Innovation in, for example, manufacturing companies usually takes place in product development and processes inside different business areas or units. Hunter Muller from HMG Strategy, LCC, firmly believes that managing progressive technologies should not only happen on this level, rather it should be relevant all the way up to the top of the company.

“Everyone can innovate, and moving forward does not always result in the development of a new shiny object. Innovation happens at the core of the company when people, chains and business units interact, and the role of the C-suite should be to elevate those core initiatives. In my view, it has to be driven by the CEO and the C-suite, because otherwise innovation can be continually intermediated, cut down or even cut off”, Muller argues.

Especially now during the emergence of the industrial internet, taking technological issues into consideration when making important decisions would be in the best interest of an industrial company. This requires the willingness to transform the company – and giving the CIO a bigger role in compiling the company’s overall strategy would not be a bad idea either.

“The CIO must become the CEO of technology in order to facilitate, lead and enable true innovation. The industrial internet and IoT are largely about innovation and including customers representing different fields and markets in the innovation process. Companies that find a CIO who is equipped with interpersonal skills and can think like a CEO are going to win today, tomorrow and in the future.”

In the people business

Muller emphasizes that in order to propel technology-savvy thinking to reach a company’s management, certain renovations must be made. This requires the right people and the CIO should have a key role in the process.

“To make changes to a company’s culture you need champions of innovation, but also virtual platforms and tools to ensure that new ideas can spread across the whole company.”

In Muller’s view, strategic personal interaction has a strong role in increasing the relevance of technology in the C-suite.

“It’s all about people, and if you are not invited to take part in the right strategic discussions it’s hard to place technology at the forefront. The CIO has to understand the markets and the culture of the C-suite. You have to dial into the company culture and see what works and what doesn’t, a view many CIO’s lack at the moment. Much of the strategy is handled by business executives, and the CIOs are usually more a part of the after plot.”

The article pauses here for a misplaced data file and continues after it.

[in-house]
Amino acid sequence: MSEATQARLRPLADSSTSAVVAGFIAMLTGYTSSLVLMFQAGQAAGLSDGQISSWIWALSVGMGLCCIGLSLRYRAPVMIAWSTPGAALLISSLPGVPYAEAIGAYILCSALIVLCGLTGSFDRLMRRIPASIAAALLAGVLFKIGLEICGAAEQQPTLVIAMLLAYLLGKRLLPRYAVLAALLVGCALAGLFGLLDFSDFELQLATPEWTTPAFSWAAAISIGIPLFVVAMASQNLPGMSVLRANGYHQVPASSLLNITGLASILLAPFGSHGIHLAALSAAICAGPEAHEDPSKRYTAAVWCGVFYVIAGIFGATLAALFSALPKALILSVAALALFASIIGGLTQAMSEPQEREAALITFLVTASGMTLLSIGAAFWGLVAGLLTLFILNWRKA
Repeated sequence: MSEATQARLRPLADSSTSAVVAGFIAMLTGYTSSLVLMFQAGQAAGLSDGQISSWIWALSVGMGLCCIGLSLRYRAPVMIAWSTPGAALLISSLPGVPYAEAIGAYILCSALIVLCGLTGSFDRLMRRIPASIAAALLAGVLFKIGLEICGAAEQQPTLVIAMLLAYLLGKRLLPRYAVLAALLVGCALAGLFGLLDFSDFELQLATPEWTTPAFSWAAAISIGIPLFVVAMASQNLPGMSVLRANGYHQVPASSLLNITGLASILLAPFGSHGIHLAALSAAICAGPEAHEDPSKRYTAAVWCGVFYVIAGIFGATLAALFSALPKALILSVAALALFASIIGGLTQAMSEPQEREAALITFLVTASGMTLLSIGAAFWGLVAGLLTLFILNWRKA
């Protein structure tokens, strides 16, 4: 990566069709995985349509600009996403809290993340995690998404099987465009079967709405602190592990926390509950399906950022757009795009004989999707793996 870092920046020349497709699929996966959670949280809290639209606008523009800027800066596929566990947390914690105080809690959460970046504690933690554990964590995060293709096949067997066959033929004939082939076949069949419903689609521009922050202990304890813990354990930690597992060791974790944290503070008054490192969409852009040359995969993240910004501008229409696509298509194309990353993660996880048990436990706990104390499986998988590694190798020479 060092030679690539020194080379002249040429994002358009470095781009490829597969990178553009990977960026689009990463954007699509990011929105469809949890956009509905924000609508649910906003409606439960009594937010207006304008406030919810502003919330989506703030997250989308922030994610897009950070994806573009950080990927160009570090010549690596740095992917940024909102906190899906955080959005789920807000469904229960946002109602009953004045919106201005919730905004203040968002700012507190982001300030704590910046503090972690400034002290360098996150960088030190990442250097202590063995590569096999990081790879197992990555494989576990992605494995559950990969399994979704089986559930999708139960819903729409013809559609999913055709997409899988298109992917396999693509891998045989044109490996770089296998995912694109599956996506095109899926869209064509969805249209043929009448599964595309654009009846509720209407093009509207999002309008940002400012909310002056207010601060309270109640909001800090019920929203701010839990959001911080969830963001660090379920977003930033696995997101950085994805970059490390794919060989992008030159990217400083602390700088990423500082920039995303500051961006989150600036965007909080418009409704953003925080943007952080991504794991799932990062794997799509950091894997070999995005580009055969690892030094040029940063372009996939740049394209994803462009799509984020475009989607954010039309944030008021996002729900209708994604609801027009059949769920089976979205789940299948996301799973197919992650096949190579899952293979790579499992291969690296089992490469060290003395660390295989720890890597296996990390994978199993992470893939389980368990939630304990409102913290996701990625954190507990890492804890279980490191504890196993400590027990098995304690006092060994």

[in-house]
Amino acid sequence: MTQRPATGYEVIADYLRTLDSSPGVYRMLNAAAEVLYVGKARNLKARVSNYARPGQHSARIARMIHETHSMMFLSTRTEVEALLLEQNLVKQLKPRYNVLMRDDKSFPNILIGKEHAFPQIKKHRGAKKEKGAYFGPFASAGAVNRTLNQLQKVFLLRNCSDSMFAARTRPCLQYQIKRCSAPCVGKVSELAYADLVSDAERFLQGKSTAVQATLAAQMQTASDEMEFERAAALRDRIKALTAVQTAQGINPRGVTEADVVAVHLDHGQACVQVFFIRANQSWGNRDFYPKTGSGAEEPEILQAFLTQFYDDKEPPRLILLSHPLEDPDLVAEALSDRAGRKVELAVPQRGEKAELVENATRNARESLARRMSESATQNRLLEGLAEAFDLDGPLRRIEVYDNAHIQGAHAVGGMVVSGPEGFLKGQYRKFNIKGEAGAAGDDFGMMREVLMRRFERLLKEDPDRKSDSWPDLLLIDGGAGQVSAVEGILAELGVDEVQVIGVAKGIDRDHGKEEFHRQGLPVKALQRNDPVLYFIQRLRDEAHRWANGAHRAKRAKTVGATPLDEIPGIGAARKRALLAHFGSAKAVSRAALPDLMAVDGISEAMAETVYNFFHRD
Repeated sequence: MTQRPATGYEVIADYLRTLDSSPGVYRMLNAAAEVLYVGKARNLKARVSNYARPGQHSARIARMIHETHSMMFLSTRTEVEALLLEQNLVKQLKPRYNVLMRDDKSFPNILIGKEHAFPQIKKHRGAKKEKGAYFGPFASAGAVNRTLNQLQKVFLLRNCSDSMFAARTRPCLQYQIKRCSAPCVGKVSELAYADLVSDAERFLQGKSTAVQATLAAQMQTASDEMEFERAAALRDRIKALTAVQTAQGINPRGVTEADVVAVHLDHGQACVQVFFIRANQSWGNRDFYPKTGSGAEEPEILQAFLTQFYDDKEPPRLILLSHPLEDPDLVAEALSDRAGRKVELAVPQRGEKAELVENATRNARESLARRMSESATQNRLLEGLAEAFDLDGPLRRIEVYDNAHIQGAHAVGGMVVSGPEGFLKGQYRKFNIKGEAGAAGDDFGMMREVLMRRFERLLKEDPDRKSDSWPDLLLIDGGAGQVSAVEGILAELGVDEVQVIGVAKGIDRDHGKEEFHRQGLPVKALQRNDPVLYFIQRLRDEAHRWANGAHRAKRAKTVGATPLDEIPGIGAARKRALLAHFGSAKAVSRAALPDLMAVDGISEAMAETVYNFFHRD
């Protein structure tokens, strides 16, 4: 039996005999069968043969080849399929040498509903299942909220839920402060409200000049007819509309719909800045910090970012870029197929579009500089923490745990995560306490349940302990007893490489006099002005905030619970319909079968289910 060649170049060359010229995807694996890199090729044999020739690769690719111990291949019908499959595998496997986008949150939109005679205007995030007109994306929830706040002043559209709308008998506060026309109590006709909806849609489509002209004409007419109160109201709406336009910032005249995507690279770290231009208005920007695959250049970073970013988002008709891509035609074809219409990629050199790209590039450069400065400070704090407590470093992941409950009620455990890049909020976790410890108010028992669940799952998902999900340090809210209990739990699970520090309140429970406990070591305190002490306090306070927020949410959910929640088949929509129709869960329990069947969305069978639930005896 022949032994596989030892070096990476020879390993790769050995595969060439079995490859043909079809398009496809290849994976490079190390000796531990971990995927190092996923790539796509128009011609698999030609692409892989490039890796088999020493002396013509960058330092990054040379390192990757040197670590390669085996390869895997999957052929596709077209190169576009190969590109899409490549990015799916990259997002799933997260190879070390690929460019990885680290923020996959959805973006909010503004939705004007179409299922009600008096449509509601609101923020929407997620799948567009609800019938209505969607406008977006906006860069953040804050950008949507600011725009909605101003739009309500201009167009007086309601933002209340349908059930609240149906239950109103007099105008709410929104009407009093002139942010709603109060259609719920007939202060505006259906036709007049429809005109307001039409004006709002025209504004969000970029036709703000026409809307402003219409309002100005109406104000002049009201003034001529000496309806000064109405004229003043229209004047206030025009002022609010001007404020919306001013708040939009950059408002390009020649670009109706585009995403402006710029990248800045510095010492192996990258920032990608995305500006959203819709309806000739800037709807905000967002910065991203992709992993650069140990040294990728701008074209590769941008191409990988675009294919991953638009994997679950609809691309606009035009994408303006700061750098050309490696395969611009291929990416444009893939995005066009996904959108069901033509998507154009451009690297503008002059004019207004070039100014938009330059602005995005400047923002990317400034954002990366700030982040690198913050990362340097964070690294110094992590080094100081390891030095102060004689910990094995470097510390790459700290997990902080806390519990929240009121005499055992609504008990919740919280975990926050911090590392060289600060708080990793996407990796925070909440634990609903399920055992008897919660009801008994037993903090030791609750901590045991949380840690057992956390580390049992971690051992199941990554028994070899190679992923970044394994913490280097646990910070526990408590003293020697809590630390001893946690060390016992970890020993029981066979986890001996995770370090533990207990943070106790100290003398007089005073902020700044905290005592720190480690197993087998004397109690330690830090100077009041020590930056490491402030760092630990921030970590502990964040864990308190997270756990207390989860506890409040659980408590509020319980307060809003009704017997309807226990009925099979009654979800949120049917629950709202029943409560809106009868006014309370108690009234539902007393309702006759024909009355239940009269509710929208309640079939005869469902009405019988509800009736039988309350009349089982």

Many new qualities are required from a skillful CIO and enhancing their role in companies would most likely be very beneficial. According to Muller, however, some companies are finding it a challenge to enable this.

“Looking at the future of technology from the viewpoint of value-creation, competitive edge and leadership style, there has never been a brighter moment in the history of business.”

“The CIO must be confident in and conversant with the latest technologies in the context of what matters to the business. They have a unique view across the enterprise and are able to see where all of the data, processes and people are. The CEO would like nothing more than to see the CIO take care of a whole strategic piece to help drive innovation. However, things like sensor technology and IoT are likely beyond the CIO’s reach, because he or she is often just keeping things running in terms of the core business and transactional systems.”

New management approaches

In order for a CIO to succeed, they also need the right talent behind them, Hunter Muller argues.

“Industrial internet has huge implications towards talent recruitment and poses a big task for companies. Companies across the globe are searching for talent specializing in new technology. It’s a long and tough road ahead for a CIO if he doesn’t find the right kind of people.”

Even though Muller considers that there are still a few obstacles barring access for CIOs inside companies to harness their full potential, he has a positive view of the future.

“Looking at the future of technology from the viewpoint of value-creation, competitive edge and leadership style, there has never been a brighter moment in the history of business. It really comes down to the CEOs responsibility and allowing the CEO of technology to be a key executive. As I see it, at the end of the day, the dusty old automotive or insurance companies will eventually be technology companies.”

Hunter Muller is the President and CEO of HMG Strategy, LLC, the fastest growing provider of innovative thought leadership and networking events for CIOs and senior IT executives. Hunter is a globally respected IT strategist with more than 25 years of experience in IT leadership consulting and research.

HMG Strategy is the world’s foremost provider of pioneering networking events and thought leadership to support the 360-degree needs of the CIO/IT leader. The HMG Strategy global network of more than 80,000 senior IT executives, industry experts and world class thought leaders is the strongest and most trusted network of executives in the world.

www.hmgstrategy.com

Image credit: EDHAR / Shutterstock.com

Interview w/ Hunter Muller

Join the conversation!

Your email address will not be published.

Augmented reality enables a new way of working